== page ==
However, Arnone said, since Albee "doesn't suffer fools gladly, you have to get over the hump of being intimidated by Edward. Once you see the twinkle in his eye, you know you're halfway there."

Arnone added that working with both Albee and David Esbjornson, his director on both of the plays, was a "very rarefied experience." Both work on a sophisticated level dedicated to getting the ideas of a play across to the audience.

Pask, whose recent work includes "Take Me Out" and "Amour," gave a nod to the directors on those productions—Joe Mantello and James Lapine, respectively—calling them "visually brilliant." He also pointed to research as a key tool, noting he went through "stacks and stacks" of period photographs to capture the post-World War II look of "Amour."

The discussion touched on dealing with the actor; Greenwood was asked what she does when an actor doesn't want to wear a particular costume. "You have to be able to convince the actor that the gown is the right one for the scene—and it looks 'stunning on you,' " Greenwood said. "You have to have the actors trust you."

"Collaboration is the holy grail," Greenwood further observed, but added that "if someone really wants something," collaboration can fall to the wayside.

Pilbrow reminded her, though, "Political skills are a necessary part of the work in the theatre."

—Ron Cohen

On the panel to speak about the creation of Broadway's hit musical version of "Hairspray," the 1988 New Line Cinema film written and directed by John Waters, were Jack O'Brien, director; Margo Lion, producer; Mark O'Donnell and Thomas Meehan, book writers; Marc Shaiman, composer and co-lyricist; Scott Wittman, co-lyricist; Richard Frankel, general manager and producer; and Jerry Mitchell, choreographer.

The $10.5 million endeavor is part of a growing trend of turning movies into Broadway productions. The musical is a re-imagining of the story of overweight teen Tracy Turnblad as she finds love, acceptance, and brings an end to segregation on a TV show—all on the dance floor.

"It had all the ingredients that one wants for a show. There's a larger-than-life character who wanted something, and obstacles to overcome," said Lion, who started the project in the fall of 1998 with a promise to honor the film director's voice and material. Waters, who declined the offer to adapt the movie into a musical, joined the team as an advisor.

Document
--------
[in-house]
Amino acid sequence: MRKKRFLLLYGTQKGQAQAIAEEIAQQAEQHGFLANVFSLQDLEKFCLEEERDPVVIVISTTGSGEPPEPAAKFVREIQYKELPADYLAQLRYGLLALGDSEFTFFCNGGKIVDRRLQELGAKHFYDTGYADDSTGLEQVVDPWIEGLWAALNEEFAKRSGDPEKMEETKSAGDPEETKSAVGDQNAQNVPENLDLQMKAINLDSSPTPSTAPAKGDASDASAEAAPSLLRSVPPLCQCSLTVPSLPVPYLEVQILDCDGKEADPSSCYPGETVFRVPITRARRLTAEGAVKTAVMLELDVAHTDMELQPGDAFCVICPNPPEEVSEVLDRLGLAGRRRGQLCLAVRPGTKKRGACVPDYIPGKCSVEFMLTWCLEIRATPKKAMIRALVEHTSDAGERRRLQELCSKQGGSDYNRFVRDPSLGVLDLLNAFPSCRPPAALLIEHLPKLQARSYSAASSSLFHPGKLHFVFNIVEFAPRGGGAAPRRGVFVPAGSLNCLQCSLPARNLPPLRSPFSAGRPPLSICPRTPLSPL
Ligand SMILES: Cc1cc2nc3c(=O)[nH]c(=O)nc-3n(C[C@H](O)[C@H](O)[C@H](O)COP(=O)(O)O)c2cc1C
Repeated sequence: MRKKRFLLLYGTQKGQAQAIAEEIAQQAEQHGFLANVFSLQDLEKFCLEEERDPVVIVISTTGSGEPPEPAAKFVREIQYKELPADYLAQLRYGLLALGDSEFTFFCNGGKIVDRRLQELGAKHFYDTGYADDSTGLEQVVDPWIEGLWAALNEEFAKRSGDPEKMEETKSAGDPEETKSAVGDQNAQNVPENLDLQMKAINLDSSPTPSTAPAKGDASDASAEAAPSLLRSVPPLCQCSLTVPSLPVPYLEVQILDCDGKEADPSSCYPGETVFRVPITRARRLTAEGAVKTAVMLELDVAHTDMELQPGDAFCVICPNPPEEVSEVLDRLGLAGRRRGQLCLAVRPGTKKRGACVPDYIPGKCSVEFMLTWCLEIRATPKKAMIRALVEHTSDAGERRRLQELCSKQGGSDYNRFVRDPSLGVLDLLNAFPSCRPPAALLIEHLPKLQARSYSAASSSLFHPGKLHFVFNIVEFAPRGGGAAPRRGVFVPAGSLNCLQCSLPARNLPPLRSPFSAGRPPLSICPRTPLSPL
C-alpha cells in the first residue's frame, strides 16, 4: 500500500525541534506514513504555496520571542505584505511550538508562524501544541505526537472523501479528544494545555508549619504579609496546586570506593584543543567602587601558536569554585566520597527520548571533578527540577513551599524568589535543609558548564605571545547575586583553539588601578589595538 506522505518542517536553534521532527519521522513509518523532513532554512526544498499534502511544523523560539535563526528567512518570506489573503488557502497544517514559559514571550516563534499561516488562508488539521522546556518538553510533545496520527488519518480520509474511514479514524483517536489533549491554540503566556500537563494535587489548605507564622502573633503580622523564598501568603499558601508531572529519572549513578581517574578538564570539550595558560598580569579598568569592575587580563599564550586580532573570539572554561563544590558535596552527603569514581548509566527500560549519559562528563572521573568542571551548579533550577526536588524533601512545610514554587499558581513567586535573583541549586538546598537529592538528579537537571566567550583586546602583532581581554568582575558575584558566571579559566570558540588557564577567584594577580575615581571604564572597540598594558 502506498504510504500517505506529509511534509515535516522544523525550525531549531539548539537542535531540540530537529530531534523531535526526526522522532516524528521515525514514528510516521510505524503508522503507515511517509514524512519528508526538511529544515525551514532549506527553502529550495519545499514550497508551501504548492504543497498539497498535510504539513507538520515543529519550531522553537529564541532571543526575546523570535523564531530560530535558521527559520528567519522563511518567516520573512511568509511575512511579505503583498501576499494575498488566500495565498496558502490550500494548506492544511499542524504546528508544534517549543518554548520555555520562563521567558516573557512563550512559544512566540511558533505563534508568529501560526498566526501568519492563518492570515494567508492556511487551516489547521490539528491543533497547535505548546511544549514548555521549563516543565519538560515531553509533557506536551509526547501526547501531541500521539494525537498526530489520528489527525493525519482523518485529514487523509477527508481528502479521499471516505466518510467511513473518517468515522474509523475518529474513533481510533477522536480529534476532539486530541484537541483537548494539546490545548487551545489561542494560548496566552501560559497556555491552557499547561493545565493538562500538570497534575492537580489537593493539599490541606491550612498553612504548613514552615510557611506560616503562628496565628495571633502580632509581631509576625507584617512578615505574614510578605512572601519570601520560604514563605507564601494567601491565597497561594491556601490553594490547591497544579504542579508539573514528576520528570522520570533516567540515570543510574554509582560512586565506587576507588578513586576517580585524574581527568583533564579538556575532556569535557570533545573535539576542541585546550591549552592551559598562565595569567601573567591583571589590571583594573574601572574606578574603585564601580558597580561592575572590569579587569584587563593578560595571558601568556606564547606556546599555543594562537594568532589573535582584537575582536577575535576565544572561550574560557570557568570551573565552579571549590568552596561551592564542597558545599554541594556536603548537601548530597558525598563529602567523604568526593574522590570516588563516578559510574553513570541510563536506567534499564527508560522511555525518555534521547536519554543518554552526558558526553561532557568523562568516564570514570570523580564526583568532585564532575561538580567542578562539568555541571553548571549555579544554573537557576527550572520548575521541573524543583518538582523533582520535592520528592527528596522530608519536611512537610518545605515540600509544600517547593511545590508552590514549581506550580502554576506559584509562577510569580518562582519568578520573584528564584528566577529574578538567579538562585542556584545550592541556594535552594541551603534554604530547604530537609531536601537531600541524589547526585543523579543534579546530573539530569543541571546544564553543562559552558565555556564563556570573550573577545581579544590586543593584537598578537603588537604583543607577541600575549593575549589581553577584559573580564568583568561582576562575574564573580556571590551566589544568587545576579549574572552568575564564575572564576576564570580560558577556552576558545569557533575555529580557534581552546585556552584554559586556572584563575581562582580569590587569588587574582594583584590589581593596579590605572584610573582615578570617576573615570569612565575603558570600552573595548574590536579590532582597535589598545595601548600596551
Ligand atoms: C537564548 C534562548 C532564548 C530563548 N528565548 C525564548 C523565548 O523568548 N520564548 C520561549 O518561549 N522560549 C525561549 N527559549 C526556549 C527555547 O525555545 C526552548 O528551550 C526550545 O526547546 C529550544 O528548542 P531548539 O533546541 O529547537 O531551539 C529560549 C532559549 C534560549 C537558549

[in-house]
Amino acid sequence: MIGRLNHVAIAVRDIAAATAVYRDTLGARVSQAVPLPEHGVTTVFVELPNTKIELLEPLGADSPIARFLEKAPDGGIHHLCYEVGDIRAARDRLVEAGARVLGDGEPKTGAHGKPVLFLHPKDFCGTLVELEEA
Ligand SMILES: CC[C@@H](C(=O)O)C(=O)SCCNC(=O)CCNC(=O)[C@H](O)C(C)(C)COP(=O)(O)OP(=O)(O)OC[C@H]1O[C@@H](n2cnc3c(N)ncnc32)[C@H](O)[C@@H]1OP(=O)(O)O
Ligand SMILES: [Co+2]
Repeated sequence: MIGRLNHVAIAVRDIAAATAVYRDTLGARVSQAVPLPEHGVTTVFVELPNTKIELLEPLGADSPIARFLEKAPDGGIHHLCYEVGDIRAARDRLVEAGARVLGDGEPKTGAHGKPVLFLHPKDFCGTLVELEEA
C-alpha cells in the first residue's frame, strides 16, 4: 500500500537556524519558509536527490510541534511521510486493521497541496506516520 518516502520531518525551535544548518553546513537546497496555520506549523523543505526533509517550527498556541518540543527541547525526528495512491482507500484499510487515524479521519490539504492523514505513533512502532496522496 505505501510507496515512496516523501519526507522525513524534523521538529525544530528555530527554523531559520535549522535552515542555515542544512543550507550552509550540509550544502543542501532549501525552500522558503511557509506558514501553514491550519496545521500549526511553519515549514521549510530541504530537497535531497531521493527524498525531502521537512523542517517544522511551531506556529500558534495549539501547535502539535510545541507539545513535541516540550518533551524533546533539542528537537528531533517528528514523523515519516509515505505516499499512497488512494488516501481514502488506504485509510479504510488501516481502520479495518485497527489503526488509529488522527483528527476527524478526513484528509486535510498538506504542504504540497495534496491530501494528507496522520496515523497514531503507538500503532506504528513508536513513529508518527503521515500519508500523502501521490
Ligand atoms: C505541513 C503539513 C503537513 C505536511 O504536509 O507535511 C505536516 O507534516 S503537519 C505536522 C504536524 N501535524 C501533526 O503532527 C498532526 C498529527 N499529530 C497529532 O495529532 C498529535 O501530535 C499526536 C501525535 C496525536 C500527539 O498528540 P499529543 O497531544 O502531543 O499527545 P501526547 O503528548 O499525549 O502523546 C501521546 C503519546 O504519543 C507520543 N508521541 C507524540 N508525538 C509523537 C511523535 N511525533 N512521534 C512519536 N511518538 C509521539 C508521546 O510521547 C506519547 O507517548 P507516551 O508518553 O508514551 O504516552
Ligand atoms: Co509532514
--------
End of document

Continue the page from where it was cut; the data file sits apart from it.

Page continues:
"John was very clear he did not want [dance] steps after 1963," noted Mitchell of the 1960s-based musical. "There was an innocence lost after Kennedy was assassinated…so I went back to 1959." So in went the nostalgic moves of the Mashed Potato and the Madison, a simple line dance. Also kept for the role of Tracy was that she had to be "fat" to remain true to the big and beautiful character created by Waters.

But whereas the film shows the explosive nature of segregation in the '60s, the reworked storyline has additional scenes and songs and modified characters to aim for a musical romp with just the right balance between kitschy fun and the theme of civil rights. With dancing set against the neon-colored designs by David Rockwell—some inspired by Lite-Brite®, the electronic peg light-up game—it makes for a feel-good musical. Changes in dialogue nevertheless remained "John Waters-y" and, according to O'Donnell, "tasteless but not disturbing."

Reaching the African-American audience continues to be a goal. The uplifting yet somber song, "I Know Where I've Been," was written to give expression to the African-American experience without being heavy-handed.

"The African-American kids in the show were missing resonance. They didn't feel they were voicing why they were there in the show, a very valid point," remarked O'Brien.

"It's not easy," said Lion about the show's promotional campaign that includes reaching out to African-American group leaders. "[The African-American community] doesn't know what the theme of the show is about and that is what we have got to get out."

And then there are things that will always remain the same.

"It had to be a man," stipulated Shaiman of the role of Tracy's mother, Edna Turnblad (played by Harvey Fierstein in the musical and Divine in the film). "It helps it be subversive. It gives a whole other level of being an outsider." Added O'Brien about the bizarre character of the mother, "If a woman did it, it might mock the woman. But the fact that the man has to work so hard for the integrity of that performance is what I think grounds it."

—Grace Yen